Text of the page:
granting rights to users to use Docker in Fedora 19 and 20

How to grant rights to users to use Docker in Fedora

Posted 16 Oct 2014 by 

Daniel J Walsh (Red Hat)
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On the docker-dev list someone asked about Fedora documentation that described how you add a user to the docker group. The user wanted to allow his users to do a docker search to try to find images that they could use.

From the Docker installation documentation regarding Fedora:

Granting rights to users to use Docker

Fedora 19 and 20 shipped with Docker 0.11. The package has already been updated to 1.0 in Fedora 20. If you are still using the 0.11 version, you will need to grant rights to users of Docker.

The docker command line tool contacts the docker daemon process via a socket file /var/run/docker.sock owned by group docker. One must be a member of that group in order to contact the docker -d process.

Luckily this documentation is somewhat wrong, and you still need to add users to the docker group in order for them to use docker from a non-root account. I would hope that all distributions have this policy.

On Fedora and RHEL we have the following permissions on the docker.sock:

# ls -l /run/docker.sock<br />
srw-rw----. 1 root docker 0 Sep 19 12:54<br />
/run/docker.sock<br />

This means that only the root user or the users in the docker group can talk to this socket. Also since docker runs asdocker_t, SELinux prevents all confined domains from connecting to this docker.sock.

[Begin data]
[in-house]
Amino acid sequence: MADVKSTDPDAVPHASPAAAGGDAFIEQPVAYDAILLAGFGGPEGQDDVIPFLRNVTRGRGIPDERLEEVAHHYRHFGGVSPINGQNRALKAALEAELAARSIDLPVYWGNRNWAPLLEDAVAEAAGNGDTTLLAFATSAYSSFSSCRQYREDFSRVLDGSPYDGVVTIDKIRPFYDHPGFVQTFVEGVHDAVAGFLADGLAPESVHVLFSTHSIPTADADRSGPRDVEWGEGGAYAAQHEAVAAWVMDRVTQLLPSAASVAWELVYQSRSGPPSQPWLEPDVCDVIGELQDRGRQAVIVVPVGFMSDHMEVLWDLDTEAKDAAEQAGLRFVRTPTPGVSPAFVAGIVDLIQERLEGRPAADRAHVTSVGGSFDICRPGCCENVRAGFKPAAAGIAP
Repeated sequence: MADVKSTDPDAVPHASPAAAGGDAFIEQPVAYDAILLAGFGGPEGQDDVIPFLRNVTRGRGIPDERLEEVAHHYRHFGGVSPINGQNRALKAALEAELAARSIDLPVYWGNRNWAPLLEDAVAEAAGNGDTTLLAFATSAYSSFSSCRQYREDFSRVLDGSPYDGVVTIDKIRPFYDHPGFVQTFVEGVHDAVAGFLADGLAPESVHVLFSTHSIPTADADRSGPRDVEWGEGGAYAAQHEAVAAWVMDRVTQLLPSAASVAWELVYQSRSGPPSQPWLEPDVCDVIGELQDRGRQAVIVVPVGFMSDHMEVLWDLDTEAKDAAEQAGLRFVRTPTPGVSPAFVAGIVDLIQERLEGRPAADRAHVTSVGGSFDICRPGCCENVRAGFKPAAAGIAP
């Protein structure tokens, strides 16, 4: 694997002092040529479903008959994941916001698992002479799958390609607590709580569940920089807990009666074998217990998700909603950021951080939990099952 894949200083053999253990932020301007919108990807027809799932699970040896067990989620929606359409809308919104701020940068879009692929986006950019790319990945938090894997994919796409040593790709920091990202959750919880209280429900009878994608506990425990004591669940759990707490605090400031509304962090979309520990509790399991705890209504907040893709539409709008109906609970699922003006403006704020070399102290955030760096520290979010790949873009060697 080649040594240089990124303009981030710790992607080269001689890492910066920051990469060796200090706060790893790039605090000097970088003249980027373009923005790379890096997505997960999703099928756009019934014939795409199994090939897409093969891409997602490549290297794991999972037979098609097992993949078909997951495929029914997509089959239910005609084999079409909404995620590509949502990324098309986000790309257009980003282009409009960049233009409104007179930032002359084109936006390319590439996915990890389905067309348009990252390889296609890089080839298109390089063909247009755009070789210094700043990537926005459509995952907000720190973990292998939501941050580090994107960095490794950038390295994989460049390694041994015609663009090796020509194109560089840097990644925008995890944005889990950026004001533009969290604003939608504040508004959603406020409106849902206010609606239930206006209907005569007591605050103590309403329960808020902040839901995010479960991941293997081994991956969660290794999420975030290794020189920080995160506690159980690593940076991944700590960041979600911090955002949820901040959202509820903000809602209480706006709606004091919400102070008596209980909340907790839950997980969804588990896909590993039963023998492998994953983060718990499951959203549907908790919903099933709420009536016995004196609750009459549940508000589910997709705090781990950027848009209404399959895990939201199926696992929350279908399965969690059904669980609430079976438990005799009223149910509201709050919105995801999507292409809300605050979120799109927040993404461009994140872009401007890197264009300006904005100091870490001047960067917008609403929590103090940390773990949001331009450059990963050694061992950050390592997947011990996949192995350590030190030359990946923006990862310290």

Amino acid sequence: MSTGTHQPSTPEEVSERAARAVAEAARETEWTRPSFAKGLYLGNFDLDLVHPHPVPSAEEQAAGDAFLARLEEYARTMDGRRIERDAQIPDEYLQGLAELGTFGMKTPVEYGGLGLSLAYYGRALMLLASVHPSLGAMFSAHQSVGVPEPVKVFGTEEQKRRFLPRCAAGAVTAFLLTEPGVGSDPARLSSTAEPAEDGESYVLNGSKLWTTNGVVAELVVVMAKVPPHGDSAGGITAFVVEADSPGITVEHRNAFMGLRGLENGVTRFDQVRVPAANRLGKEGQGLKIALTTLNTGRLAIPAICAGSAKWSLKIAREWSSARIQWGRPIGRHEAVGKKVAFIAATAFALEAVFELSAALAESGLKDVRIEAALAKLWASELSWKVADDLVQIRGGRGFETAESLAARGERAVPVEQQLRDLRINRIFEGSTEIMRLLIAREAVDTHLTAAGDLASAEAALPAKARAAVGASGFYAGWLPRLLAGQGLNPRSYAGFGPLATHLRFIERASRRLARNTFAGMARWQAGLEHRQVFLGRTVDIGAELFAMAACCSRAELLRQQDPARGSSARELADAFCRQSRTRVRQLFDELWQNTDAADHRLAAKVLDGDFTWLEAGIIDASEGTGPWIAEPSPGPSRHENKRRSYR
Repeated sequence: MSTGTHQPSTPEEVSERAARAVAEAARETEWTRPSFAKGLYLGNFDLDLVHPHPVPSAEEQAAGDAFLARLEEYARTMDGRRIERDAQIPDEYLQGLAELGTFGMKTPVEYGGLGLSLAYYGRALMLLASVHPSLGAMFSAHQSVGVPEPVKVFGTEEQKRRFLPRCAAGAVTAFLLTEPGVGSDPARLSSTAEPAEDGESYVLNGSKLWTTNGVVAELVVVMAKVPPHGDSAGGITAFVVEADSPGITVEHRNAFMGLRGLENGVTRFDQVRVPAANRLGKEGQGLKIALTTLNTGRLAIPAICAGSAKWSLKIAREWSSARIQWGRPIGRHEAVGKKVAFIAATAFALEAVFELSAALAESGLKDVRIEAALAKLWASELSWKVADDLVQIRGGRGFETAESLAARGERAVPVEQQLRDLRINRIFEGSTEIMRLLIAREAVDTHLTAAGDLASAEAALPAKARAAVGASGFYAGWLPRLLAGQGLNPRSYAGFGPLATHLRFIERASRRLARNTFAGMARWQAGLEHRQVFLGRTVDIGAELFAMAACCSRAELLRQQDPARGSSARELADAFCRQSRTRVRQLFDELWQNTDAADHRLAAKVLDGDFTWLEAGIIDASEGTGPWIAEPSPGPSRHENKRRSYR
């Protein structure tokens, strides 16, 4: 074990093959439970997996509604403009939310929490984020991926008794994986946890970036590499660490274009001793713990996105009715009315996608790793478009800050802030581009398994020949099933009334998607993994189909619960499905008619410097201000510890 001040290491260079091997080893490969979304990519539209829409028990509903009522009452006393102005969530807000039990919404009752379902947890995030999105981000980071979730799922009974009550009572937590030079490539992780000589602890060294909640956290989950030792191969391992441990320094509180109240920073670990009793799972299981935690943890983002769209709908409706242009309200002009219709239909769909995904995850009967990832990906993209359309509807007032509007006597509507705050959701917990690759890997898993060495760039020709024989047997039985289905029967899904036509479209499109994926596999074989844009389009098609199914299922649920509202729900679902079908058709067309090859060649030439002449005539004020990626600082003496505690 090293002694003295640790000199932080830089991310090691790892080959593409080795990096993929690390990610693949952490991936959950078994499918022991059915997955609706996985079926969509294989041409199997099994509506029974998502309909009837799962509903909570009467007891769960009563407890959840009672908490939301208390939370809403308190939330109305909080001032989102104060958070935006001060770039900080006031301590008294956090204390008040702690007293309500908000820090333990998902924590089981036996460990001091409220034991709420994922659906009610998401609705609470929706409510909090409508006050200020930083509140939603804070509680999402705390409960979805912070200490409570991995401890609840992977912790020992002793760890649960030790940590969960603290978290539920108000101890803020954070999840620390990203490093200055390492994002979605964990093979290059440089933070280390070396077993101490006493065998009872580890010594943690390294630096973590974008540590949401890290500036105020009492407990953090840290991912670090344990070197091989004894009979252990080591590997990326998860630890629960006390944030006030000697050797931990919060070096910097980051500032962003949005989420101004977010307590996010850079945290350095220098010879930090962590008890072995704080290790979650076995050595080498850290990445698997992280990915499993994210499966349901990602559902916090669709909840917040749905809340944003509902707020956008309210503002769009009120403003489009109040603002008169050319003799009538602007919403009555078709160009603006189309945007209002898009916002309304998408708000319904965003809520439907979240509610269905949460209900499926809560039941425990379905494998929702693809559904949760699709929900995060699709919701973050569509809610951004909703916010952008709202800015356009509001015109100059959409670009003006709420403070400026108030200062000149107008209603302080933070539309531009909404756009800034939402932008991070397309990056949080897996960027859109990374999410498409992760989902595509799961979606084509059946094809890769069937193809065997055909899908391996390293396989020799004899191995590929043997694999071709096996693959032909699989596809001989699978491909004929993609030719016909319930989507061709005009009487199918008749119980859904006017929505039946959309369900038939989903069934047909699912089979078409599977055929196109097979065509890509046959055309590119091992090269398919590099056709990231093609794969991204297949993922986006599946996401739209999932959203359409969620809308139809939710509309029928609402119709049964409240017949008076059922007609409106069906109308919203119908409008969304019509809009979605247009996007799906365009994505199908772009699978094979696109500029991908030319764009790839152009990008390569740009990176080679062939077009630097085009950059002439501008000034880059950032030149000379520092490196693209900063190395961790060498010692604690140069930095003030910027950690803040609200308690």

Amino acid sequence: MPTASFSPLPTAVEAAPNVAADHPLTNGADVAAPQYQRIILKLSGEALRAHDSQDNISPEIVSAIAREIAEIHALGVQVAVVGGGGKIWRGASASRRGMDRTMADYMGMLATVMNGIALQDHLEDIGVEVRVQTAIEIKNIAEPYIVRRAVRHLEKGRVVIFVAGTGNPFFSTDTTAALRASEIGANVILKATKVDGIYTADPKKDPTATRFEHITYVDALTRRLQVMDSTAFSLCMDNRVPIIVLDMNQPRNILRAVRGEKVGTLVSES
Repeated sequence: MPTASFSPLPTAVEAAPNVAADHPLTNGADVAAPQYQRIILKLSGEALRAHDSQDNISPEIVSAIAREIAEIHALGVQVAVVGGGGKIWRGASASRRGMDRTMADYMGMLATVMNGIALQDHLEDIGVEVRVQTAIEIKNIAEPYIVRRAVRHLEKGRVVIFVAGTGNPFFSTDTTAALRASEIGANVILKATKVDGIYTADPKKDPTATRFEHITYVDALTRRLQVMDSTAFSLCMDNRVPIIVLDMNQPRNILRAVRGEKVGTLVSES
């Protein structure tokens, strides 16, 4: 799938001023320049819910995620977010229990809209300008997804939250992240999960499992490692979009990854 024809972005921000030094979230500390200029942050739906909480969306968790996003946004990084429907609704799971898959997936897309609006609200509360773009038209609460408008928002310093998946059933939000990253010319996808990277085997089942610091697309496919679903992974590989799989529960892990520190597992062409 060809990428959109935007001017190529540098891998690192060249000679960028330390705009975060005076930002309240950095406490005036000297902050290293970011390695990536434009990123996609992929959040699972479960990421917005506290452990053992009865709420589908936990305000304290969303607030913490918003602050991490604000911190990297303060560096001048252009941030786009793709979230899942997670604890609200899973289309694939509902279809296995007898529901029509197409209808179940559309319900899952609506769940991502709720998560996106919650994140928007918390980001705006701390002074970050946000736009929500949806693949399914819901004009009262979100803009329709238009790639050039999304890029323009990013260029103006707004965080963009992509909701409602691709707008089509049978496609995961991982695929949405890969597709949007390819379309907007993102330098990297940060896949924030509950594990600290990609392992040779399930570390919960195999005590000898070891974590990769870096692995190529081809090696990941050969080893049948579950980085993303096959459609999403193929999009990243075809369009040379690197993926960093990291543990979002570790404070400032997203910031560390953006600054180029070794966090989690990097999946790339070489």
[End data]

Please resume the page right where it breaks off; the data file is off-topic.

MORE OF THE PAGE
No Authorization controls from docker

Docker currently does not have any authorization controls. If you can talk to the docker socket or if docker is listening on a network port and you can talk to it, you are allowed to execute all docker commands.

For example, if I add "dwalsh" to the docker group on my machine, I can execute.

> docker run -ti --rm --privileged --net=host -v /:/host fedora /bin/sh<br />
# chroot /host<br />

At which point you, or any user that has these permissions, has total control on your system.

Adding a user to the docker group should be considered the same as adding:

USERNAME    ALL=(ALL)   NOPASSWD: ALL<br />

to the /etc/sudoers file. Any application the user runs on his machine can become root, even without him knowing. I believe a better more secure solution would be to write scripts to allow the user the access you want to allow.

cat /usr/bin/dockersearch<br />
#!/bin/sh<br />
docker search $@

Then set up sudo with:

USERNAME    ALL=(ALL)   NOPASSWD: /usr/bin/dockersearch

I hope to eventually add some kind of authorization database to docker to allow admins to configure which commands you would allow a user to execute, and which containers you might allow them to start/stop.

First eliminating the ability to execute docker run --privileged or docker run --cap-remove would be a step in the right direction. But, if you have read my other posts, you know that a lot more needs to be done to make containers contain.

Originally posted on www.projectatomic.io as "Granting Rights to Users to Use Docker in Fedora." Reposted under Creative Commons.

Daniel Walsh has worked in the computer security field for almost 30 years. Dan joined Red Hat in August 2001. Dan leads the RHEL Docker enablement team since August 2013, but has been working on container technology for several years.  He has led the SELinux project, concentrating on the application space and policy development.  Dan helped developed sVirt, Secure Vitrualization.  He also created the SELinux Sandbox, the Xguest user and the Secure Kiosk.  Previously, Dan worked Netect/